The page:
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The Impact of Governance on Economic Growth: Further Evidence for Africa

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  • Bichaka Fayissa
  • Christian Nsiah

Abstract

Sub-Sahara African countries have had a checkered past when it comes to good governance and good institutions. Increasingly, economists and policy makers are recognizing the importance of good governance and institutions for economic growth and development. The New Partnership for Africa’s Development (NEPAD) which was initiated by the African Heads of State and endorsed by the G8 countries including the European Union, Japan, and China in October 2001 has four main goals: eradicating poverty, promoting sustainable growth and development, integrating Africa into the world economy, and accelerating the empowerment of women. The NEPAD objectives are based on the underlying principles of a commitment to good governance, democracy, human rights and conflict resolution, and the recognition that the maintenance of these standards is fundamental to the creation of an environment conducive to investment and long-term economic growth. The objective of this paper is to investigate the role of governance in explaining the sub-optimal economic growth performance of African economies while controlling for the conventional sources of growth. Our results suggest that good governance or lack thereof contributes to the gaps in income per capita between richer and poorer African countries. Furthermore, our results indicate that the role of governance on economic growth depends on the type and the level of income growth of countries under consideration.

Suggested Citation

  • Bichaka Fayissa & Christian Nsiah, 2010. "The Impact of Governance on Economic Growth: Further Evidence for Africa," Working Papers 201012, Middle Tennessee State University, Department of Economics and Finance.
  • Handle: RePEc:mts:wpaper:201012
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    File URL: http://capone.mtsu.edu/berc/working/Governance_WPS_2010_12.pdf
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    References listed on IDEAS

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    1. Carl-Johan Dalgaard & Henrik Hansen & Finn Tarp, 2004. "On The Empirics of Foreign Aid and Growth," Economic Journal, Royal Economic Society, vol. 114(496), pages 191-216, June.
    2. Xu, Bin, 2000. "Multinational enterprises, technology diffusion, and host country productivity growth," Journal of Development Economics, Elsevier, vol. 62(2), pages 477-493, August.
    3. Augustin Fosu & Robert Bates & Anke Hoeffler, 2006. "Institutions, Governance and Economic Development in Africa: An Overview," Journal of African Economies, Centre for the Study of African Economies (CSAE), vol. 15(1), pages 1-9, April.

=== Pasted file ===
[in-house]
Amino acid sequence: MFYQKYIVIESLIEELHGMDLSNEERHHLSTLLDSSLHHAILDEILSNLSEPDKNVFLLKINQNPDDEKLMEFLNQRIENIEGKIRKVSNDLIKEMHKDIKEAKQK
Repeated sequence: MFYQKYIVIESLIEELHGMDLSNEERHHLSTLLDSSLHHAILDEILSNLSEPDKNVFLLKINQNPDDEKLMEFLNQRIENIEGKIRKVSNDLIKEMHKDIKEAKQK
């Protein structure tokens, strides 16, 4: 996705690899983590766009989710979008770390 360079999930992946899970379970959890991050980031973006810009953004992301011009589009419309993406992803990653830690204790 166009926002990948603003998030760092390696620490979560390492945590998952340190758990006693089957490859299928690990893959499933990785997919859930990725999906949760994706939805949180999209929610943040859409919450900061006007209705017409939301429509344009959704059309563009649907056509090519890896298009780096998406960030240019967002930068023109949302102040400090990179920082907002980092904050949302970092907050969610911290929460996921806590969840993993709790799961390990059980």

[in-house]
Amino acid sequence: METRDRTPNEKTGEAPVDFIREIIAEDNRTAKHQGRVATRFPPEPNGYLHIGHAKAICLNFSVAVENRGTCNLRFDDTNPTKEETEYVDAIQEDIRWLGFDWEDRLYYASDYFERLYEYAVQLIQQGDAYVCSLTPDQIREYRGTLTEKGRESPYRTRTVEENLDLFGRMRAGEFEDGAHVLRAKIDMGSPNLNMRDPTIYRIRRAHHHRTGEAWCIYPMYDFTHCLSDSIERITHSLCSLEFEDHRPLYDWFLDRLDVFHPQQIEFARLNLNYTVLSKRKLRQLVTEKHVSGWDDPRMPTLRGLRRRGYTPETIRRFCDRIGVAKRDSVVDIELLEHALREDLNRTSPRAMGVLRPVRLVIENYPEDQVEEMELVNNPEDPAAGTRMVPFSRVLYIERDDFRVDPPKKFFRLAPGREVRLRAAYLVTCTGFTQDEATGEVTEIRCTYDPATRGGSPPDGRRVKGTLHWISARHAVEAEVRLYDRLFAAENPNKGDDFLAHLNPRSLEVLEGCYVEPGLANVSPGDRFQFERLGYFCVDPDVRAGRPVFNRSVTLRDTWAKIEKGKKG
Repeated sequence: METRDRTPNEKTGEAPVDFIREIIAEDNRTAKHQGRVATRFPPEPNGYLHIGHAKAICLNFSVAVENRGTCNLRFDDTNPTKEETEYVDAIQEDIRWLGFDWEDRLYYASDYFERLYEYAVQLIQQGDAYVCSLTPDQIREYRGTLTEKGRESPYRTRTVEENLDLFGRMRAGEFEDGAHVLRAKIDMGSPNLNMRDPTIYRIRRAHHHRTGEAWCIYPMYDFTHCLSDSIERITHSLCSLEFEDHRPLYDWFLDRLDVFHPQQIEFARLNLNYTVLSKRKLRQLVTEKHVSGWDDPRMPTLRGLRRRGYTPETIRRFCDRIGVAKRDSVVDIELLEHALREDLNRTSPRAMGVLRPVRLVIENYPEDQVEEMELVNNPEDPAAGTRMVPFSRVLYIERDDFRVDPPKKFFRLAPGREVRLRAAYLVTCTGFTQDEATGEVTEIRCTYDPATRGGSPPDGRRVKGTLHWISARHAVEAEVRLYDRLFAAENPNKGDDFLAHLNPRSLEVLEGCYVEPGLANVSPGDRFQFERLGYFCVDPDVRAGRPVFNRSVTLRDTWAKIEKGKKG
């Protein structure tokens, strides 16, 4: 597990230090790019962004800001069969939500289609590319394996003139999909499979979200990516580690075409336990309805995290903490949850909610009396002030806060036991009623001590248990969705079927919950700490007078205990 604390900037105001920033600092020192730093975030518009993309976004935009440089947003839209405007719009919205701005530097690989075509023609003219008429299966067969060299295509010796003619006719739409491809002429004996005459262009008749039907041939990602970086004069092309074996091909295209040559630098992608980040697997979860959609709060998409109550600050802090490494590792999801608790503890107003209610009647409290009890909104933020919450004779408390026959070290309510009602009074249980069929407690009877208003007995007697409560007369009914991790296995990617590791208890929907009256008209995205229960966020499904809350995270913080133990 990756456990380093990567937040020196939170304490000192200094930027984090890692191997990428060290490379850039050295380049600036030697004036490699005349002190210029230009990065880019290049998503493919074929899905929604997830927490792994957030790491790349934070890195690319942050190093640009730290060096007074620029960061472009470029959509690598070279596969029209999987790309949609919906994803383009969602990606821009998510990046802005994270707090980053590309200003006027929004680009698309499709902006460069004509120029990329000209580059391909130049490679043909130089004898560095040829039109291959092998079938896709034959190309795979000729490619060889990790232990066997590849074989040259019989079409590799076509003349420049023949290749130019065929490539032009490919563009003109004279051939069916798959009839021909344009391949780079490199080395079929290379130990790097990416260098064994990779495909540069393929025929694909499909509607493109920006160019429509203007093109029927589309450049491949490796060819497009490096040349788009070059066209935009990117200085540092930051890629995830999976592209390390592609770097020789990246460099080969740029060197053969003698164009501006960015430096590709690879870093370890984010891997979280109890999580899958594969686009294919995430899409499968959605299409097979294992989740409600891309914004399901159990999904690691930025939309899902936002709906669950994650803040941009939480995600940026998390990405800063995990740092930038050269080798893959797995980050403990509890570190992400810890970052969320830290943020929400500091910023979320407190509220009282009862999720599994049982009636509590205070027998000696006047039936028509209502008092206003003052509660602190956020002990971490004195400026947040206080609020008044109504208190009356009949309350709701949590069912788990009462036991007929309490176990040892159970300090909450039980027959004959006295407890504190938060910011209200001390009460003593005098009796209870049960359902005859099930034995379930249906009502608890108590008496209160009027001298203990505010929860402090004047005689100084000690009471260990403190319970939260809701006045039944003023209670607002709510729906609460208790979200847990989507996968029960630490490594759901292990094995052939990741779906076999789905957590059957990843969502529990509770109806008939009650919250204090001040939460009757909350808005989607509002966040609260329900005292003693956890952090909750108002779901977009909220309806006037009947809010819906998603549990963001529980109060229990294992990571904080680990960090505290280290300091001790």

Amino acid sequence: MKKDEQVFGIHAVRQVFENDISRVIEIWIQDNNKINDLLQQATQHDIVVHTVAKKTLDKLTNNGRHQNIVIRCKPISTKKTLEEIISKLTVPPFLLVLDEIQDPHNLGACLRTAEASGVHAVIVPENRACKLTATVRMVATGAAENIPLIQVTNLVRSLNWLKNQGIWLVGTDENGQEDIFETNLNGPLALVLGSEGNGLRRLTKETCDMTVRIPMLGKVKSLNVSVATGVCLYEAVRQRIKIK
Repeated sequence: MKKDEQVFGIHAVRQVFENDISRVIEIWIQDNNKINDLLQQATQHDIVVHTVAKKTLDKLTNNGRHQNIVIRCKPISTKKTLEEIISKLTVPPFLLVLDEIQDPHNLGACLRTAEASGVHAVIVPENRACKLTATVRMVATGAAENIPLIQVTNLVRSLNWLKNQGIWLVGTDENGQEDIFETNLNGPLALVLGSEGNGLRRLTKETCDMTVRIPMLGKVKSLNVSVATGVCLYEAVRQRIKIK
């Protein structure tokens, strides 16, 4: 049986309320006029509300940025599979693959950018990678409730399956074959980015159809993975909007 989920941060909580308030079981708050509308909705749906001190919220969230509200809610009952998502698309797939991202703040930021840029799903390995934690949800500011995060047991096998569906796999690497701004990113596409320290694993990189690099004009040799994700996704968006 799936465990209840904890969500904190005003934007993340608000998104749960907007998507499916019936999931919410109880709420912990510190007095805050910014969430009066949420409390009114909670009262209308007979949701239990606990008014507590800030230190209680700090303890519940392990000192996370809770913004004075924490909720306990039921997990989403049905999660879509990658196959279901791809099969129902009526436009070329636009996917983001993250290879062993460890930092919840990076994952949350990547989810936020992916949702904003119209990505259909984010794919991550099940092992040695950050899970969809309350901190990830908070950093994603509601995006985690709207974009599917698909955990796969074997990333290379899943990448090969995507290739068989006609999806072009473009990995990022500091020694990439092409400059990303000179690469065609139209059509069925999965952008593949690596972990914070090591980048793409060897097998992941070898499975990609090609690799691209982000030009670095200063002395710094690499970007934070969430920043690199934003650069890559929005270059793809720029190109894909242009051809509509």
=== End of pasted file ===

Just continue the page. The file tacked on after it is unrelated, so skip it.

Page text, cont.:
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    Citations

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    Cited by:

    1. Amavilah, Voxi & Asongu, Simplice A & Andrés, Antonio R, 2014. "Globalization, Peace & Stability, Governance, and Knowledge Economy," MPRA Paper 58756, University Library of Munich, Germany.
    2. Amavilah, Voxi & Asongu, Simplice A. & Andrés, Antonio R., 2017. "Effects of globalization on peace and stability: Implications for governance and the knowledge economy of African countries," Technological Forecasting and Social Change, Elsevier, vol. 122(C), pages 91-103.
    3. repec:ksp:journ5:v:4:y:2017:i:4:p:451-472 is not listed on IDEAS
    4. Joseph Forson, 2015. "Corruption, EU Aid Inflows and Economic Growth in Ghana: Cointegration and Causality Analysis," Managing Intellectual Capital and Innovation for Sustainable and Inclusive Society: Managing Intellectual Capital and Innovation; Proceedings of the MakeLearn and TIIM Joint International Conference 2, ToKnowPress.
    5. Dawood MAMMON & Huma RABBANI, 2017. "Effect of welfare and economic performance on good governance outcomes in Pakistan," Journal of Economics Library, KSP Journals, vol. 4(4), pages 451-472, December.
    6. Olufemi Saibu, 2014. "Capital Inflow and Economic Growth Nexus in Nigeria: The Role of Trade Openness," Acta Universitatis Danubius. OEconomica, Danubius University of Galati, issue 10(6), pages 99-113, December.

    More about this item

    Keywords

    Workers’ Remittances; Economic Growth; Panel Data; Arellano-Bond; Quantile Regression; Sub-Saharan Africa;

    JEL classification:

    • E21 - Macroeconomics and Monetary Economics - - Consumption, Saving, Production, Employment, and Investment - - - Consumption; Saving; Wealth
    • F21 - International Economics - - International Factor Movements and International Business - - - International Investment; Long-Term Capital Movements
    • G22 - Financial Economics - - Financial Institutions and Services - - - Insurance; Insurance Companies; Actuarial Studies
    • J61 - Labor and Demographic Economics - - Mobility, Unemployment, Vacancies, and Immigrant Workers - - - Geographic Labor Mobility; Immigrant Workers
    • O16 - Economic Development, Innovation, Technological Change, and Growth - - Economic Development - - - Financial Markets; Saving and Capital Investment; Corporate Finance and Governance

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